In memoriam

Private William James Abercrombie




William James Abercrombie was born on 28 February 1893 at Bohevny, Florencecourt, County Fermanagh, the first of four children of farmer Hugh Abercrombie and his wife Emily Evangelina (nee Frazer). His father died when William was was just five and his mother remarried soon after, to James Brownlee. By 1901 he was living at Blacklion, County Cavan, with his mother and maternal grandmother, and ten years later at Bohevny working on the farm of Andrew Stafford.

Abercrombie enlisted in the 6th (Inniskilling) Dragoons Service Squadron at Enniskillen between 14 and 23 August 1915 (No. UD/279). He embarked for France at some time during 1916 or in the first half of 1917 as a reinforcement for his squadron.

In June 1916 the Inniskilling squadron came together with C and F Squadrons of the North Irish Horse to form the 2nd North Irish Horse Regiment, serving as corps cavalry to X Corps until September 1917, when the regiment was dismounted and most of its men transferred to the infantry. After a brief period of training at the 36th (Ulster) Division's Infantry Base Depot at Harfleur, Abercrombie was transferred to the Royal Irish Fusiliers on 20 September and soon after was posted to the 9th (Service) Battalion – renamed the 9th (North Irish Horse) Battalion. He was issued regimental number 41507.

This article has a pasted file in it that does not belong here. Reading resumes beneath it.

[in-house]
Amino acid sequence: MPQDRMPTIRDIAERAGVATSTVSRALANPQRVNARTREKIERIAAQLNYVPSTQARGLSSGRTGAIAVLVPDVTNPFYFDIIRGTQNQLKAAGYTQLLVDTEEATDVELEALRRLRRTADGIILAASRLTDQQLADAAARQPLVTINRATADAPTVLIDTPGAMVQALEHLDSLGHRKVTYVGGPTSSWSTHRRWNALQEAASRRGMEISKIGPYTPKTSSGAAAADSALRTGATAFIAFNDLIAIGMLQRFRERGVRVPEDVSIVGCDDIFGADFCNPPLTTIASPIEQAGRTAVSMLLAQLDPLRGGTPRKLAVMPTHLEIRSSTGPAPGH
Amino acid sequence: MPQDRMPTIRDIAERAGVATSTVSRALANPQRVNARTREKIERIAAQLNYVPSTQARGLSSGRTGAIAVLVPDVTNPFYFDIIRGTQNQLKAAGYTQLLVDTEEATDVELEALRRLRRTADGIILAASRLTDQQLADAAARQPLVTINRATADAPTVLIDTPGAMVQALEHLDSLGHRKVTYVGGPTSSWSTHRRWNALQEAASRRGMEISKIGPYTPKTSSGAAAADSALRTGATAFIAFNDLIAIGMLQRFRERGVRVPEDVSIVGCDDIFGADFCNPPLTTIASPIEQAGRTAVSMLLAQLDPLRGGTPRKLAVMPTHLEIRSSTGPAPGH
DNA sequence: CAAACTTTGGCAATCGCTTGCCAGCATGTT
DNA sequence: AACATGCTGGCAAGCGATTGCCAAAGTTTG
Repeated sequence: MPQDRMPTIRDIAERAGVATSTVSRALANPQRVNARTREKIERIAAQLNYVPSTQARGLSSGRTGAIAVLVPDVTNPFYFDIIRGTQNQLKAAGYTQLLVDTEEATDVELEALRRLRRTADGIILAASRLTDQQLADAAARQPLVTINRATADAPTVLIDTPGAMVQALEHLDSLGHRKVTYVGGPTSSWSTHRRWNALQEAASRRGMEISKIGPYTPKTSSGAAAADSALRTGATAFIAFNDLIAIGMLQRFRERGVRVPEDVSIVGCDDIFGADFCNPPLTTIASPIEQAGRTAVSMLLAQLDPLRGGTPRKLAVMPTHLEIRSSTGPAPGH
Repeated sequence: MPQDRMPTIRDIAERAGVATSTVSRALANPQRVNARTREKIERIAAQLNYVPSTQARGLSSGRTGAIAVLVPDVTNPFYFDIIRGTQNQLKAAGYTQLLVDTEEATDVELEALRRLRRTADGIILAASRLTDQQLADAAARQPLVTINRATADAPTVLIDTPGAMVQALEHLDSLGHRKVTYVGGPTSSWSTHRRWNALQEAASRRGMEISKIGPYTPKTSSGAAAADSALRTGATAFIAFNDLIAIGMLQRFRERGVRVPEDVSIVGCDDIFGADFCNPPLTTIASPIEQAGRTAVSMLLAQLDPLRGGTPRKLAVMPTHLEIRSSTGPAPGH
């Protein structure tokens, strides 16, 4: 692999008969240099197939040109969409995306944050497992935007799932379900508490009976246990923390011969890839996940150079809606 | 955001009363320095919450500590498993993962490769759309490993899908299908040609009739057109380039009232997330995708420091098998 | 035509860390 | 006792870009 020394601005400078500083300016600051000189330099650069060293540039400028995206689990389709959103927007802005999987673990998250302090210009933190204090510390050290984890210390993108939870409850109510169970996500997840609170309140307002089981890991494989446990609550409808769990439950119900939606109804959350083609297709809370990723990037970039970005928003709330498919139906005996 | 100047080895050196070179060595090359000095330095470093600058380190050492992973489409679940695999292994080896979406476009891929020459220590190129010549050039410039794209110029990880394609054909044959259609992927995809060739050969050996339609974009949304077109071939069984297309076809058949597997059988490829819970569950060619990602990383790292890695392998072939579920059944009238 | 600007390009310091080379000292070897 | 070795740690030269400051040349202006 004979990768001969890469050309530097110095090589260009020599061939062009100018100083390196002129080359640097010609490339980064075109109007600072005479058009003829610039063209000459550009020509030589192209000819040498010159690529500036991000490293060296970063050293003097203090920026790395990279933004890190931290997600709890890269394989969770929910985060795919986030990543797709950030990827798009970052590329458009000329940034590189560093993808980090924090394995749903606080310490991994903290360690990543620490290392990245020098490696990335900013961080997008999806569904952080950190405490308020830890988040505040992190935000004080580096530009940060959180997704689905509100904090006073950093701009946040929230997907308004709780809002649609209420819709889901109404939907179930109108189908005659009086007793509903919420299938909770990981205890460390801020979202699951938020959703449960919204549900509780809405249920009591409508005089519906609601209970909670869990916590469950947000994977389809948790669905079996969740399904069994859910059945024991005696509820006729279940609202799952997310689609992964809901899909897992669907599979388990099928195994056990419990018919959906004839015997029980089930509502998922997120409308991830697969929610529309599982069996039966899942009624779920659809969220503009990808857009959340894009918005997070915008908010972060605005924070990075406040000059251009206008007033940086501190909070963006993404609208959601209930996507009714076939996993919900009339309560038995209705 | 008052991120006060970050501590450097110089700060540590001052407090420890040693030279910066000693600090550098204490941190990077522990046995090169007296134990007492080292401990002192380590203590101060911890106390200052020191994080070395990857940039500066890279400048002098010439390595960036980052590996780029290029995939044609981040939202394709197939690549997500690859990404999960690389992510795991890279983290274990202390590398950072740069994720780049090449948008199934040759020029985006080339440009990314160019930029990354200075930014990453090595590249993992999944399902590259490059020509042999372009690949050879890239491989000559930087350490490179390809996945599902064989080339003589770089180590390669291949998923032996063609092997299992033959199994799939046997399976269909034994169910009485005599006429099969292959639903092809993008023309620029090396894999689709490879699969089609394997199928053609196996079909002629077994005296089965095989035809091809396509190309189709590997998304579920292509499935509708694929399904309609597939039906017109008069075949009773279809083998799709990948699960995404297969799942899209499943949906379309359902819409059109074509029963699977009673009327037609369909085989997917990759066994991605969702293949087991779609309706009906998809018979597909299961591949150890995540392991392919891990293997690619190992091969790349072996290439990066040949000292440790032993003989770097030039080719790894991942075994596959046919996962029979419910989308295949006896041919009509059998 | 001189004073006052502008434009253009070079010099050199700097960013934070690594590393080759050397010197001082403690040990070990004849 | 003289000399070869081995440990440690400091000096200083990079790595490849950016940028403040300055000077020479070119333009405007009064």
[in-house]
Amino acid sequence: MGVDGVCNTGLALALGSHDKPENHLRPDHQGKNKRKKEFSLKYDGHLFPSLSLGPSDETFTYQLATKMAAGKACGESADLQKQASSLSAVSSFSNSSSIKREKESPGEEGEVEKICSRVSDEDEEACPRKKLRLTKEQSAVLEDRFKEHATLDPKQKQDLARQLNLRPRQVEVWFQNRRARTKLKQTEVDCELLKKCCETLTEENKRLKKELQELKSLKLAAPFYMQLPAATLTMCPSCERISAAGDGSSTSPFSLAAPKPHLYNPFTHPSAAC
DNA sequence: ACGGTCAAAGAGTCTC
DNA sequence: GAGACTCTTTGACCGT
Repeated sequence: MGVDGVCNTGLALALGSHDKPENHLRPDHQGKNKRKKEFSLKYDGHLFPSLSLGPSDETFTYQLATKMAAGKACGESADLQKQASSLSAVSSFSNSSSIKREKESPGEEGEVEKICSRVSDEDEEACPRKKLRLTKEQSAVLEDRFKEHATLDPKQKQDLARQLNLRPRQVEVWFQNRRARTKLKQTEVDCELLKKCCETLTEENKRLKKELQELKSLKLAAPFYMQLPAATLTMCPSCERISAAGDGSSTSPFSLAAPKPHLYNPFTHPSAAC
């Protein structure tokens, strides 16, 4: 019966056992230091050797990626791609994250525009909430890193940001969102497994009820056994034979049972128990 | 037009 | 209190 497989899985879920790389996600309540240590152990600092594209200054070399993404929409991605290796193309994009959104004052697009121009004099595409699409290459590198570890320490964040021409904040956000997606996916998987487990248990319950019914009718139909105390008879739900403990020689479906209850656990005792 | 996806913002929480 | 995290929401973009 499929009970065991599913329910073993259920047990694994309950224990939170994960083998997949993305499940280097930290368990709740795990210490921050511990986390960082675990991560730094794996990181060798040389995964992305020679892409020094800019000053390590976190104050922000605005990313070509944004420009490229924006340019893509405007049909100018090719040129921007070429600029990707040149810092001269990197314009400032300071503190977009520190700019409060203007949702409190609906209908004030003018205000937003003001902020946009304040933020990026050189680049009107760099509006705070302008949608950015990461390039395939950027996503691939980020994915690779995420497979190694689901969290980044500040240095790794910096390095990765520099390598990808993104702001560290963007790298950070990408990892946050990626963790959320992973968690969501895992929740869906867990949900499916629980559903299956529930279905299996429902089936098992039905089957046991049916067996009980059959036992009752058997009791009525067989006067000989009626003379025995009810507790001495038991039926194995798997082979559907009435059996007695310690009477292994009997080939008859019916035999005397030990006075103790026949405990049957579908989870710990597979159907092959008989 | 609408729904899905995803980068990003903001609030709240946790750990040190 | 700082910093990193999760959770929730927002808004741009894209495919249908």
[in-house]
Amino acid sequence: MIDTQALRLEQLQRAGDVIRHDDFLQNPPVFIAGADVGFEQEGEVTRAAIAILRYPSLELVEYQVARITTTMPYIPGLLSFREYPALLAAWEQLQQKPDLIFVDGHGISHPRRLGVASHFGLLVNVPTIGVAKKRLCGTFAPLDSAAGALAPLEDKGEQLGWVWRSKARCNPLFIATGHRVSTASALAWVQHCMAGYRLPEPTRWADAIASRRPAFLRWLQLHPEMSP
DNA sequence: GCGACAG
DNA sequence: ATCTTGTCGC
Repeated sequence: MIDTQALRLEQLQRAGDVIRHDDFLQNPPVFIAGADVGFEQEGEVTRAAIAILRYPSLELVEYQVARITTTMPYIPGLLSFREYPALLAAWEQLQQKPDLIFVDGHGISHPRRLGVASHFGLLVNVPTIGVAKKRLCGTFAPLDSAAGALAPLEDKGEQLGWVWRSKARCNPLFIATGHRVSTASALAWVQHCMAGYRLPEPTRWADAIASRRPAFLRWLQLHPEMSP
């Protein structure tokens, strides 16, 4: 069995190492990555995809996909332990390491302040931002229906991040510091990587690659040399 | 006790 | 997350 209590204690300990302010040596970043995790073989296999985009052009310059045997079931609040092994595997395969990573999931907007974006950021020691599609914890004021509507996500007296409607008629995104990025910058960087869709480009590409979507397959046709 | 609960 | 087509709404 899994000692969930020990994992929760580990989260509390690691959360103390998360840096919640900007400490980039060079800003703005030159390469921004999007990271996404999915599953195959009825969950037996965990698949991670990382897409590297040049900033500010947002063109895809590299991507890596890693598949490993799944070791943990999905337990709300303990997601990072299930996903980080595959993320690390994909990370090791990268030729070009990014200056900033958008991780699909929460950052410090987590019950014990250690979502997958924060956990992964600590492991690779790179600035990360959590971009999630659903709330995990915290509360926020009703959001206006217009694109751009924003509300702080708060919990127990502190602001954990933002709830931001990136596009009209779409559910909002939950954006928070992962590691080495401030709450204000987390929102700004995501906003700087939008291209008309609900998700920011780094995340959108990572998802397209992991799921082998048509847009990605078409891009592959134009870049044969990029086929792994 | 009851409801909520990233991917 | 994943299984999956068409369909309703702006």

Abercrombie saw action with the battalion and was wounded during the Battle of Cambrai in November and December 1917. He rejoined his unit later that year.

On 30 September 1918 the 9th Battalion was ordered to advance on the Belgian village of Vijfwegen. The fighting centred on a small rise, Hill 41, which had been well fortified by the Germans and afforded a wide field of fire on troops attempting to move past it. During this and the following day they sustained numerous casualties – eight officers and 139 other ranks, including 29 killed in action and seven more who would die of their wounds.

Private Abercrombie was one of the men killed at this time, either on 30 September or 1 October. He was buried with a number of other casualties on the battlefield next to the Terhand-Vijfwegen road, just east of Methven Wood (map reference 28.K.23.a.6.8), the site marked with a cross. After the war his body was exhumed and reburied in the Dadizeele New British Cemetery, Moorslede, West-Vlaanderen, Belgium, grave IV.F.24. His gravestone inscription reads:




Note: Commonwealth War Graves Commission records state Abercrombie's age as 30 at the time of his death, but he was actually 25. This suggests he may have overstated his age when he enlisted.



Image of Private Abercrombie sourced from, user name MichelleABurke. Gravestone images Copyright © Phillip Tardif with all rights reserved as set out in this Use of Material policy.